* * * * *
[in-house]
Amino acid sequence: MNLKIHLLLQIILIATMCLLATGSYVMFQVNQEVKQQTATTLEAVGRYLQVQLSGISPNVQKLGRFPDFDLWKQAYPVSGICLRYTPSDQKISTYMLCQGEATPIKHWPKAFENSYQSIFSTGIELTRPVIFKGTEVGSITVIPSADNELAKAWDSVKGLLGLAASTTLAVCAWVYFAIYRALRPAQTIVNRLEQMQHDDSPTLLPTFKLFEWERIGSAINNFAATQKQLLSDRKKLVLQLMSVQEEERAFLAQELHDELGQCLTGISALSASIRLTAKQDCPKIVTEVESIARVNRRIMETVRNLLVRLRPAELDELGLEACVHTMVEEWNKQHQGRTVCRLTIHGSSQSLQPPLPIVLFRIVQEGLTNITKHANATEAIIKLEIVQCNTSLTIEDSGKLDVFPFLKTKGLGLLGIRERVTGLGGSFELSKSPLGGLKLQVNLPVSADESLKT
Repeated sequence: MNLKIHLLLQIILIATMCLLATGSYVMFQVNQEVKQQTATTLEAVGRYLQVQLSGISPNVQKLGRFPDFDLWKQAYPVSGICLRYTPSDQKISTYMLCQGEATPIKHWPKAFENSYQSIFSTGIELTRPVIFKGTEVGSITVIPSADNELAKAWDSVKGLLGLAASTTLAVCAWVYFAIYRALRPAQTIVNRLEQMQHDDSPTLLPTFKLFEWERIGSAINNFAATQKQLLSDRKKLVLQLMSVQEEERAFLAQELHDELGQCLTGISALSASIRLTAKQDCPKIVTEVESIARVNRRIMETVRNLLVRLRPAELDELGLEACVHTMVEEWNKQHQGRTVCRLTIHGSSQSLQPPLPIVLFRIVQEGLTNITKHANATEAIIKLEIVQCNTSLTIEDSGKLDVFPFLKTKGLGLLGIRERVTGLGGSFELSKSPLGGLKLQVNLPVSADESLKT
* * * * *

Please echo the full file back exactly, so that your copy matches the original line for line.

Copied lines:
[in-house]
Amino acid sequence: MNLKIHLLLQIILIATMCLLATGSYVMFQVNQEVKQQTATTLEAVGRYLQVQLSGISPNVQKLGRFPDFDLWKQAYPVSGICLRYTPSDQKISTYMLCQGEATPIKHWPKAFENSYQSIFSTGIELTRPVIFKGTEVGSITVIPSADNELAKAWDSVKGLLGLAASTTLAVCAWVYFAIYRALRPAQTIVNRLEQMQHDDSPTLLPTFKLFEWERIGSAINNFAATQKQLLSDRKKLVLQLMSVQEEERAFLAQELHDELGQCLTGISALSASIRLTAKQDCPKIVTEVESIARVNRRIMETVRNLLVRLRPAELDELGLEACVHTMVEEWNKQHQGRTVCRLTIHGSSQSLQPPLPIVLFRIVQEGLTNITKHANATEAIIKLEIVQCNTSLTIEDSGKLDVFPFLKTKGLGLLGIRERVTGLGGSFELSKSPLGGLKLQVNLPVSADESLKT
Repeated sequence: MNLKIHLLLQIILIATMCLLATGSYVMFQVNQEVKQQTATTLEAVGRYLQVQLSGISPNVQKLGRFPDFDLWKQAYPVSGICLRYTPSDQKISTYMLCQGEATPIKHWPKAFENSYQSIFSTGIELTRPVIFKGTEVGSITVIPSADNELAKAWDSVKGLLGLAASTTLAVCAWVYFAIYRALRPAQTIVNRLEQMQHDDSPTLLPTFKLFEWERIGSAINNFAATQKQLLSDRKKLVLQLMSVQEEERAFLAQELHDELGQCLTGISALSASIRLTAKQDCPKIVTEVESIARVNRRIMETVRNLLVRLRPAELDELGLEACVHTMVEEWNKQHQGRTVCRLTIHGSSQSLQPPLPIVLFRIVQEGLTNITKHANATEAIIKLEIVQCNTSLTIEDSGKLDVFPFLKTKGLGLLGIRERVTGLGGSFELSKSPLGGLKLQVNLPVSADESLKT